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Sunset Hike at Bake Oven Knob

On March 23, 2012, a group of around 20 EnAcTers hiked a portion of the Appalachian trail known as “Bake Oven Knob.”  The trail was just challenging enough to moisten our brows, yet allowed for genial conversation among the friendly group.  At the top, we basked in the springy feeling of the day’s warmth.  Even the rocks seemed to wake from winter’s slumber with the touch of the sun, and the newly-green fields of grass in the valley accented the vastness of the land.  I can only imagine the saturation of natural color that will soon envelop the Pennsylvania countryside.  Today’s sunset hike reinvigorated our minds and bodies, and reminded us how connected we are to the wonders of nature, and our responsibility to preserve it.  ImageImageImageImageImageImageImageImage

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Soap Lady

On Tuesday 3/20 Hedge, affectionately known as “The Soap Lady,” came to Seegers as she does every month to sell her all natural products. After browsing the endless selection of soaps, lip balms, lotions, and bath fizzys, I sat down with Hedge to have a chat. She told me all about the origin of her business and its evolution.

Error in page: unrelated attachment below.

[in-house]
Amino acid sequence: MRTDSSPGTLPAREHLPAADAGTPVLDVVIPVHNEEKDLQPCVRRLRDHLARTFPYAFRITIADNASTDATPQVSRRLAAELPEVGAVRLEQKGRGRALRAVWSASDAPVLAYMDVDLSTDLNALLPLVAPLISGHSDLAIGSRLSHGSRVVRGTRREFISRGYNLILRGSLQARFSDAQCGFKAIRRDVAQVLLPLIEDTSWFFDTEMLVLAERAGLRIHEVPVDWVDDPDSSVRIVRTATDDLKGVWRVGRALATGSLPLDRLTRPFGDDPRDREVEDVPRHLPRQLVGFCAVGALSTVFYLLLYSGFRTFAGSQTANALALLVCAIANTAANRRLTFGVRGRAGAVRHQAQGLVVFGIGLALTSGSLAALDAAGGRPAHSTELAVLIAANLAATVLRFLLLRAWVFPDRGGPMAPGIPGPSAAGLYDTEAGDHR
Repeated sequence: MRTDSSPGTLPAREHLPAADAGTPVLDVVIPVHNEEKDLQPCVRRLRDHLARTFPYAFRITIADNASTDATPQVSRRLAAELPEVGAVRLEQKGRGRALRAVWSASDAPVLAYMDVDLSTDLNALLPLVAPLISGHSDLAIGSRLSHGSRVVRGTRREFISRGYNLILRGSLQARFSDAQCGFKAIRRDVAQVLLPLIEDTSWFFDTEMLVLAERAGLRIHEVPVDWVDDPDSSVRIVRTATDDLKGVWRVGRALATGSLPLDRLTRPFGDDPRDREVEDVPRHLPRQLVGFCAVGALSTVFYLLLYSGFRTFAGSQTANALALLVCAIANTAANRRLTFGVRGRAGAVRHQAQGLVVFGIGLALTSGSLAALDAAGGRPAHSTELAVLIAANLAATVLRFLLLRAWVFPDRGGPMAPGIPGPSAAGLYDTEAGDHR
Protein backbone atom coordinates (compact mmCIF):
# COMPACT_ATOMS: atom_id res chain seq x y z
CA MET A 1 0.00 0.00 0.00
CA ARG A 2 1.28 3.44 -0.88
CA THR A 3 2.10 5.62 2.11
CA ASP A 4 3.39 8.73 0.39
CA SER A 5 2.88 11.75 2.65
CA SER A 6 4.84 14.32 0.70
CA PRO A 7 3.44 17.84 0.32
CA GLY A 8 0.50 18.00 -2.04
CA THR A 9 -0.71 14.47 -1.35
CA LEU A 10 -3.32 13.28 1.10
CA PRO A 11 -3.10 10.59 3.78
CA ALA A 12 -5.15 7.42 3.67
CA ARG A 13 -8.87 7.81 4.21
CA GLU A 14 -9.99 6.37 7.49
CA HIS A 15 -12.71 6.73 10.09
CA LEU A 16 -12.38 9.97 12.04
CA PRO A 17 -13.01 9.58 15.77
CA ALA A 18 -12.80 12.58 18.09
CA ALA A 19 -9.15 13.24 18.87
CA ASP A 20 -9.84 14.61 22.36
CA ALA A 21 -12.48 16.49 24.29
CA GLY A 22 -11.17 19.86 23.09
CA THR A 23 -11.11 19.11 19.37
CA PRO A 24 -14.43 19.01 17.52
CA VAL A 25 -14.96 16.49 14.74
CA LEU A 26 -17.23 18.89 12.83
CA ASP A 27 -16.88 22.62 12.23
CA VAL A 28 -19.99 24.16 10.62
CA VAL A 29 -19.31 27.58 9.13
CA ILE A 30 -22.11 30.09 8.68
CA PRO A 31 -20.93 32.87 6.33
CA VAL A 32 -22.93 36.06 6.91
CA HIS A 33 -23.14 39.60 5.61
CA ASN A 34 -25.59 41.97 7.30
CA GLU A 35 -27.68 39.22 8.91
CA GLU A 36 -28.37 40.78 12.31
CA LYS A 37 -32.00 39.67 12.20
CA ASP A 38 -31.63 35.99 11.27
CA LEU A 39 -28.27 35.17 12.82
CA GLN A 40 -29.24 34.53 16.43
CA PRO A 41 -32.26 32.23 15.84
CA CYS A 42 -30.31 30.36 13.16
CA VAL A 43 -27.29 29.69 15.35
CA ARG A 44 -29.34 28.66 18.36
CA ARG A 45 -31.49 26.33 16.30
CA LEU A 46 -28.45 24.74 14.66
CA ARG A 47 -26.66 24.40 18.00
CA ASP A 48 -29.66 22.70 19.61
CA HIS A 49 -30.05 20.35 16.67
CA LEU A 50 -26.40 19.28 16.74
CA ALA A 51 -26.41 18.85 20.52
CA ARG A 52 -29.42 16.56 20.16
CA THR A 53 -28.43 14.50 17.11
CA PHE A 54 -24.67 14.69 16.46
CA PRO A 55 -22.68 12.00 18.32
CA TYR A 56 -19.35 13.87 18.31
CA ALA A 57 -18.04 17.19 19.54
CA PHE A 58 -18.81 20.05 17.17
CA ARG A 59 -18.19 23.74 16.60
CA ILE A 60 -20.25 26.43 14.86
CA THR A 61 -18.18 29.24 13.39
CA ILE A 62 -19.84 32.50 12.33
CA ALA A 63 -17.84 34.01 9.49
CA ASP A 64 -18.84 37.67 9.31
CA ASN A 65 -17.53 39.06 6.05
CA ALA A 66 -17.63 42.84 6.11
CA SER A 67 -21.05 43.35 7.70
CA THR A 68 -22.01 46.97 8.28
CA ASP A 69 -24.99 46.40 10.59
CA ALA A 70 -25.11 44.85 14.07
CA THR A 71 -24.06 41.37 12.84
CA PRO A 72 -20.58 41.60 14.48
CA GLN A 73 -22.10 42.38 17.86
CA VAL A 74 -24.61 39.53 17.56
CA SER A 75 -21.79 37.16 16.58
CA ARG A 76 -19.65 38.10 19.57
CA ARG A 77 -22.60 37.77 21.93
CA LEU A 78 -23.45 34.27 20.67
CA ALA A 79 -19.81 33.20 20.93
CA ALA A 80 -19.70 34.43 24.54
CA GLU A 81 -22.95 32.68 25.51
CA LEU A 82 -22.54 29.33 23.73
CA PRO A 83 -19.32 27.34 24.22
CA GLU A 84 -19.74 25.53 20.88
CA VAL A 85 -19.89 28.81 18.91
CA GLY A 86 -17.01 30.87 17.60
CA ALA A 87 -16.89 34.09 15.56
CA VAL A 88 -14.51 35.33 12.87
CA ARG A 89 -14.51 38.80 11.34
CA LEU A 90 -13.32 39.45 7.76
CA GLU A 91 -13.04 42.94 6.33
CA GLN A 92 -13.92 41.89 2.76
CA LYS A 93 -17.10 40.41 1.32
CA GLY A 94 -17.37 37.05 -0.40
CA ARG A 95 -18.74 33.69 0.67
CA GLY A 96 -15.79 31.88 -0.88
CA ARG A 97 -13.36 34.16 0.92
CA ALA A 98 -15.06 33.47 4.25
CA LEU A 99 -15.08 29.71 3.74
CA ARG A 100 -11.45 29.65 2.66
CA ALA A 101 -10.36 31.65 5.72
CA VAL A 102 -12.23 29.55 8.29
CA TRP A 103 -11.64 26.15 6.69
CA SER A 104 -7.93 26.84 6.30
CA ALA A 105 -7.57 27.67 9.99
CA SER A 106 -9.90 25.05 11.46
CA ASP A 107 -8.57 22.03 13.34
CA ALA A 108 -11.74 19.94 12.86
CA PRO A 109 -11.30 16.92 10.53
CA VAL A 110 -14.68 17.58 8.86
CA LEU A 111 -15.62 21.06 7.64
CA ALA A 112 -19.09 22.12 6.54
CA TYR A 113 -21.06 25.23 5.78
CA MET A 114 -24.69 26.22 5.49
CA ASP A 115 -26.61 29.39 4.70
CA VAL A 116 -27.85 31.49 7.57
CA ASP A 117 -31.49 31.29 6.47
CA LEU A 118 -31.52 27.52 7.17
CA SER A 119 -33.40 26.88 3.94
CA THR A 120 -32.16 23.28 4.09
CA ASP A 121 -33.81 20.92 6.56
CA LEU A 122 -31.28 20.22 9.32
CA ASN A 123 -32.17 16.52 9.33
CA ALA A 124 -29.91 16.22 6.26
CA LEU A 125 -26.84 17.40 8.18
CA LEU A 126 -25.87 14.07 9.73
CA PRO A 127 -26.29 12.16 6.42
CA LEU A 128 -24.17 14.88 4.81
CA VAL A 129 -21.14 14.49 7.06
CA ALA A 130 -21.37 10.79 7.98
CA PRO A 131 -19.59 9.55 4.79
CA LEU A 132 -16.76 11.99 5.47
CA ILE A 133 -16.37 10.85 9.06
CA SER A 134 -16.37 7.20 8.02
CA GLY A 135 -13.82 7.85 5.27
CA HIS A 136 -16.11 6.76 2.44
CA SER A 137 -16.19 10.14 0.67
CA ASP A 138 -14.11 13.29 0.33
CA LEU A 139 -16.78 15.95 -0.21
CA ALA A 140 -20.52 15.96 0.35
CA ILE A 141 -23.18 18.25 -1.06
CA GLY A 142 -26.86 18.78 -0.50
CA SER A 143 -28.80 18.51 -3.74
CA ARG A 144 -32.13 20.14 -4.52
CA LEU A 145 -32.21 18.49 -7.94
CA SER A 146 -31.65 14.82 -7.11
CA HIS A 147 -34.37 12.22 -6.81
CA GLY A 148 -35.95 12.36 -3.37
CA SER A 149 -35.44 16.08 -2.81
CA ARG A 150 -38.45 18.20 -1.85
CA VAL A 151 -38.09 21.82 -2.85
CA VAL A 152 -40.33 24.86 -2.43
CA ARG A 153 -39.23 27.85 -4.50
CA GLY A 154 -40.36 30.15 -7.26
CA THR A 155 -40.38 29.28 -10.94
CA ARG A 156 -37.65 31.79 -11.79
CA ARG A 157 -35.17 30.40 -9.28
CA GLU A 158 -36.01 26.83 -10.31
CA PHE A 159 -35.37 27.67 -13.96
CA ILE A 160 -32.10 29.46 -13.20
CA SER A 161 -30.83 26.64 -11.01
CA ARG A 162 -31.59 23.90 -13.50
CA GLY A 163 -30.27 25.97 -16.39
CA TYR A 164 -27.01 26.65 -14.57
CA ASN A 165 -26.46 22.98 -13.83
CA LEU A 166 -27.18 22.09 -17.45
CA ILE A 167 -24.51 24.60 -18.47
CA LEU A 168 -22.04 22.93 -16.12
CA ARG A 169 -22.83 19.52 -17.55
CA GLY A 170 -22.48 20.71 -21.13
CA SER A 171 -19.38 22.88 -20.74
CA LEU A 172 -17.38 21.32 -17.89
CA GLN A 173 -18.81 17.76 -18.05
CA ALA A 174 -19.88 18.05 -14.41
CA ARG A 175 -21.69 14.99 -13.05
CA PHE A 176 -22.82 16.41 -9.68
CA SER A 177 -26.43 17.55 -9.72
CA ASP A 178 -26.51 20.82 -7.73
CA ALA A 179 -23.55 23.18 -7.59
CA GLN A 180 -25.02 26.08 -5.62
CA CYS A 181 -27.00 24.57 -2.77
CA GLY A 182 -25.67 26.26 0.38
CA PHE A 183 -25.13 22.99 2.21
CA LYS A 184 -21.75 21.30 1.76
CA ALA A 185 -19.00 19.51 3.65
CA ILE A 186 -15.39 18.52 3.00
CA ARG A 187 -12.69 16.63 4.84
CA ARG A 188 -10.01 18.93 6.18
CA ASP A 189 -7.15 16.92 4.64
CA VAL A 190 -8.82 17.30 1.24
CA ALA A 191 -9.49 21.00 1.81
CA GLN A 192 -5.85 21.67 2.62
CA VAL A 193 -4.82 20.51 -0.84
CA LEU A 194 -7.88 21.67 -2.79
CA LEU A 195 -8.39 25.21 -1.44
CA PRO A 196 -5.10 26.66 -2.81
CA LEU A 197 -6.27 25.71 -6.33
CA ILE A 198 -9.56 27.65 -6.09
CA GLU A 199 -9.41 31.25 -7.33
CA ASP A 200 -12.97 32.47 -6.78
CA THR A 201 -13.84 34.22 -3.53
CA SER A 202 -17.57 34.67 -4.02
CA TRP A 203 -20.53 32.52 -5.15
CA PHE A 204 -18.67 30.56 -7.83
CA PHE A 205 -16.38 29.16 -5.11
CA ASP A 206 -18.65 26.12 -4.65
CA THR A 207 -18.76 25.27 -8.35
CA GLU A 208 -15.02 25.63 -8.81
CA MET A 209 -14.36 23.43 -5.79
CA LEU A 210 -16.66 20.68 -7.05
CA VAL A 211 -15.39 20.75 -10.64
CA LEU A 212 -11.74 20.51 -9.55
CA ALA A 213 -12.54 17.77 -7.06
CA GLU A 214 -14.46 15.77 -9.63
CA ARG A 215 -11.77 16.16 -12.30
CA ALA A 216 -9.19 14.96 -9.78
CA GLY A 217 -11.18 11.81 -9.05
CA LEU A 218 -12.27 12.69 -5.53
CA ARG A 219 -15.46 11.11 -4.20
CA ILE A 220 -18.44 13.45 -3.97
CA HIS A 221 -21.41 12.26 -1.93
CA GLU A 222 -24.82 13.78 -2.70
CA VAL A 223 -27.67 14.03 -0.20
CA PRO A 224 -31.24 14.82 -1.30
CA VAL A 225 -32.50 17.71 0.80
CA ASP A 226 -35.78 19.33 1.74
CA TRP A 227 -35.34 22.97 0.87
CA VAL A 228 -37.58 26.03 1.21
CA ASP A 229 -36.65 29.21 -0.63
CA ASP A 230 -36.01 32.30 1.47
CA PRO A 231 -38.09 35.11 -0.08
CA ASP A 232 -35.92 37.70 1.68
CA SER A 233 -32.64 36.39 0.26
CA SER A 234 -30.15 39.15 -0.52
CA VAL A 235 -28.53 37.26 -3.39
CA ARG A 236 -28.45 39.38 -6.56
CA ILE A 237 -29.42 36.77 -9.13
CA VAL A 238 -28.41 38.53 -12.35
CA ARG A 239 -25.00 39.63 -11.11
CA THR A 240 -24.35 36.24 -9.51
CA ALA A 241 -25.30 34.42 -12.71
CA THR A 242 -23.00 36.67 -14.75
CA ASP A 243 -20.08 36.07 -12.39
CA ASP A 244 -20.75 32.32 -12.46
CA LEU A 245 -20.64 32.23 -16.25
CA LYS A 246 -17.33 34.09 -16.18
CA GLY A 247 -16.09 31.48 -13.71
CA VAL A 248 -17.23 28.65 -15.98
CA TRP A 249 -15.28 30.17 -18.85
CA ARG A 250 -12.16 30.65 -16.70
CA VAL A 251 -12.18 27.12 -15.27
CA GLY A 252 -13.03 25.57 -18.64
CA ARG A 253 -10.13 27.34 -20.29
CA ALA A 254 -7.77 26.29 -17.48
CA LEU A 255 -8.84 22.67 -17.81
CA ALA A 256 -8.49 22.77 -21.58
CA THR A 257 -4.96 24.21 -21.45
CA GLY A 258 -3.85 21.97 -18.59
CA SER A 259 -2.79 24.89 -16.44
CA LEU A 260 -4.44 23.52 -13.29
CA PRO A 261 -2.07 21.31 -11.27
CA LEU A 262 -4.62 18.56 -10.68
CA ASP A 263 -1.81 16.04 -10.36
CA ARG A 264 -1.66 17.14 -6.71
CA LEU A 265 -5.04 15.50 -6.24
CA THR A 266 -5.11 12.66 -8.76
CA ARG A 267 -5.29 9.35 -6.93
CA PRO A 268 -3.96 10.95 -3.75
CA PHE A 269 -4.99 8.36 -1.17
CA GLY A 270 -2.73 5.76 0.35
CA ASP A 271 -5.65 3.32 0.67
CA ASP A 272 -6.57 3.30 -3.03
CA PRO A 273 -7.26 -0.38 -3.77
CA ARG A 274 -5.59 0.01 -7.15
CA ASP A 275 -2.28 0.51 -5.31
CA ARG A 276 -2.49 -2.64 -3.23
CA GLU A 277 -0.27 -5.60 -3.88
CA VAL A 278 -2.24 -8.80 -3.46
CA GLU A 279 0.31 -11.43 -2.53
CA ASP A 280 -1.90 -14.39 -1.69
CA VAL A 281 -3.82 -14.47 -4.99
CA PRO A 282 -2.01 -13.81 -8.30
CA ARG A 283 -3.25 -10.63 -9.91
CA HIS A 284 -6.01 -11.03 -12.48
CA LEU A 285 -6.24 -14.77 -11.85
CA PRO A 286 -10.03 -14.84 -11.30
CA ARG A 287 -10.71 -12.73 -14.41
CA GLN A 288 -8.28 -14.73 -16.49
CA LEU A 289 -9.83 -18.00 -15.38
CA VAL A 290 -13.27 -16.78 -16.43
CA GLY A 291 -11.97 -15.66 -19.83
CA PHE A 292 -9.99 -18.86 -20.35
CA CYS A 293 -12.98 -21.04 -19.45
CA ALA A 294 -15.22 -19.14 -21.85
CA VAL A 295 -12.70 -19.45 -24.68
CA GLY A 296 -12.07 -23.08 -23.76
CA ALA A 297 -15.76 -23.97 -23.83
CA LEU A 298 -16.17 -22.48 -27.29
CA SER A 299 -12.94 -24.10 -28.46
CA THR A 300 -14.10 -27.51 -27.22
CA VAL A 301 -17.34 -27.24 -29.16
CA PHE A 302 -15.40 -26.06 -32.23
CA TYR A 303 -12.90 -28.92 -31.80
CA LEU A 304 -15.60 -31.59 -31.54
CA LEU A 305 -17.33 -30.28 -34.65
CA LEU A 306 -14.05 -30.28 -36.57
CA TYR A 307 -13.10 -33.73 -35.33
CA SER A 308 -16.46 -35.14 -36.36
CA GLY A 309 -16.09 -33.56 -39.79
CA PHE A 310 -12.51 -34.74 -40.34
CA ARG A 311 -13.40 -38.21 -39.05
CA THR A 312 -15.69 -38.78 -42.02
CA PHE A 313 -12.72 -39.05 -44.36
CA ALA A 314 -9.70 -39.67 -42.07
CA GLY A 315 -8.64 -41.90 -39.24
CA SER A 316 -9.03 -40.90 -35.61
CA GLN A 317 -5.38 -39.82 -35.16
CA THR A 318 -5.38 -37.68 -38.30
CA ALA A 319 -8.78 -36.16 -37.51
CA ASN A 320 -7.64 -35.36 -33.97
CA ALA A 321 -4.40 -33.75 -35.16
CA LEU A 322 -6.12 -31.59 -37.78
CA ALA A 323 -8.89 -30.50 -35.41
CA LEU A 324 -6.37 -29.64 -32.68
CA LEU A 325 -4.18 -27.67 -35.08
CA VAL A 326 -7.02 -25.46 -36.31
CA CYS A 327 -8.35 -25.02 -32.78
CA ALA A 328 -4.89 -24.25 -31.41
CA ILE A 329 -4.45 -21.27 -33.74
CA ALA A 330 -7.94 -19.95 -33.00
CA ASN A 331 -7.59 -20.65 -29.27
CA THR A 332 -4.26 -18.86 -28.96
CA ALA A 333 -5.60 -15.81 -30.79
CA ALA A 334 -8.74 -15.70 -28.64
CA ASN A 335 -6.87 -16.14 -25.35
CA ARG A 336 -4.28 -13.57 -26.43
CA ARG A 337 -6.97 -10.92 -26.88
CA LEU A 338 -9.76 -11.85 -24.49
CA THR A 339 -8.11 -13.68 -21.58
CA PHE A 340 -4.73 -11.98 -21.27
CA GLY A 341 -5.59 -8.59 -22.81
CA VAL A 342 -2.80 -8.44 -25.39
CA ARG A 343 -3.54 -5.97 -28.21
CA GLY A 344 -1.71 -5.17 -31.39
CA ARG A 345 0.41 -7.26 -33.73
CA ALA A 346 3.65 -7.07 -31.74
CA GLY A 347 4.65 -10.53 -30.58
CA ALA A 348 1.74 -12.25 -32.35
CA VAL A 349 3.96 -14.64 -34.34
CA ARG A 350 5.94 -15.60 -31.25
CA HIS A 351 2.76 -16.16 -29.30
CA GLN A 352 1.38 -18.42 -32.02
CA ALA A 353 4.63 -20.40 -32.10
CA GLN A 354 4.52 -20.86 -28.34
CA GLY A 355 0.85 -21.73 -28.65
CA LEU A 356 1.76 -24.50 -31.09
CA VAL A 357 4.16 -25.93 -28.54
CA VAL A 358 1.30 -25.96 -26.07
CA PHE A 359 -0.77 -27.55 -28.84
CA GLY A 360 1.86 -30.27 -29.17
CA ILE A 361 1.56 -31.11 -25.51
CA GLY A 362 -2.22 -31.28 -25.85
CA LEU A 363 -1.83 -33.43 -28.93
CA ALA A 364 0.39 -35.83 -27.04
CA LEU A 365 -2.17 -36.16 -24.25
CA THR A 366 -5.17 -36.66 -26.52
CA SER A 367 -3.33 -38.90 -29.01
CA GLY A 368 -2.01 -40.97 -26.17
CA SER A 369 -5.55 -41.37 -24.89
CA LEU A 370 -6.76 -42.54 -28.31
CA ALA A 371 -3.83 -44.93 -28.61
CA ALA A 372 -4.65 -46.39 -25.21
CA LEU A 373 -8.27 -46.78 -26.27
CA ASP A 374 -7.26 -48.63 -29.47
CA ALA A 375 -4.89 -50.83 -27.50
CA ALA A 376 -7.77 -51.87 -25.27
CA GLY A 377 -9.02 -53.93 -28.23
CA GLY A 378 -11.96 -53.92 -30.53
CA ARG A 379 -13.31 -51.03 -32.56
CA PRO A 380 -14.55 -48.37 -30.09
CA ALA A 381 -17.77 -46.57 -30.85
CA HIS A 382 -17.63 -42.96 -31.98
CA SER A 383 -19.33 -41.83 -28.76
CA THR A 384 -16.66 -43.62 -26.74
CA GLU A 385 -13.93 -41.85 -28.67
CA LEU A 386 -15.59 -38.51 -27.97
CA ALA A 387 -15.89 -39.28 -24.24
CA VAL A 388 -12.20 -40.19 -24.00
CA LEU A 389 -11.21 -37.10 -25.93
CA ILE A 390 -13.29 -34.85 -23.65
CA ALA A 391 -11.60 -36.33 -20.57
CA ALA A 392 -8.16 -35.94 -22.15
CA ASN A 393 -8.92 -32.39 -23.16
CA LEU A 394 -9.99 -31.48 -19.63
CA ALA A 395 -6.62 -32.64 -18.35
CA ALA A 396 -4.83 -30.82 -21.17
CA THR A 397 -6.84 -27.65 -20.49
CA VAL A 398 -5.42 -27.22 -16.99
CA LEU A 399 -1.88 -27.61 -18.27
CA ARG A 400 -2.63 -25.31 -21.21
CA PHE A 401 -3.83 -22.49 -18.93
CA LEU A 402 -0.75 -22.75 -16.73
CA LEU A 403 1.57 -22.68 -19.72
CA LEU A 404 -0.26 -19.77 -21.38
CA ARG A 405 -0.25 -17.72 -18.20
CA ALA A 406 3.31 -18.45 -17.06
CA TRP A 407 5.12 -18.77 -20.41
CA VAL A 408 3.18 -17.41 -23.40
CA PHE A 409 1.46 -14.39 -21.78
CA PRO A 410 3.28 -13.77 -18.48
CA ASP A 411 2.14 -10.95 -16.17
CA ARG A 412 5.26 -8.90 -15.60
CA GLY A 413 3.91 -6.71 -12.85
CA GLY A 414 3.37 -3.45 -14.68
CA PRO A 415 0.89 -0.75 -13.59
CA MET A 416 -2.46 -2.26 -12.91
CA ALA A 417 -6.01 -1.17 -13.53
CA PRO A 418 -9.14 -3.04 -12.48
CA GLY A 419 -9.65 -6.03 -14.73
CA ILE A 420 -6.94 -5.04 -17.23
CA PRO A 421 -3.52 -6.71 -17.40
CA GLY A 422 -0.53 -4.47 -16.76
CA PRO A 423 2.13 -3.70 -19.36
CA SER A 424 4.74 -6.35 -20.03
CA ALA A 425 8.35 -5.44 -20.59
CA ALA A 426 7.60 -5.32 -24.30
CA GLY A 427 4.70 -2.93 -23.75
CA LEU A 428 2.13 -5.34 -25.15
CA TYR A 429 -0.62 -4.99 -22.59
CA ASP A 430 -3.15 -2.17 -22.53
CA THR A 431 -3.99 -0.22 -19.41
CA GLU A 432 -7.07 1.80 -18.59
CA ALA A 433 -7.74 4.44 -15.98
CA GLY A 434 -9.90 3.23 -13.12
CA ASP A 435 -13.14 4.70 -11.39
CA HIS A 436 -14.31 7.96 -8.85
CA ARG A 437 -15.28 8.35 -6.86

Hedge started making soap to solve her own skin problems. She said that nothing that she bought fixed her skin, and so she experimented with making her own soap. The homemade soap solved her problems, and soon her friends started asking her to make them soap. Overtime, her soap-making spiraled into a full scale business. She travels to farmers markets and craft fairs selling her natural, preservative and dye free soap, lotions, bath fizzys, you name it. 

Two years ago Hedge’s Dad retired and joined her business. Her dad helps manage the business, and he helps make the soap while she is out vending. Hedge really has a family business: she even makes soap out of her house! She recently renovated so that there would be a place in her house specifically for making soap. What started out as a hobby evolved into a full scale family business!

While Hedge was here I purchased her favorite soap, which is titled “Blue Lagoon.” It smells like the beach and it reminds her of her recent trip to Puerto Rico. In just one use I immediately felt a difference in my skin, and I smelled beachy clean!

Hedge first came to Muhlenberg at Earth day last year, and there was such a great turn out that she comes to campus once a month. She will be joining us again at our Earth Day Celebration, so be sure to come and check her out!

If you want to know more about Hedge, check out her website at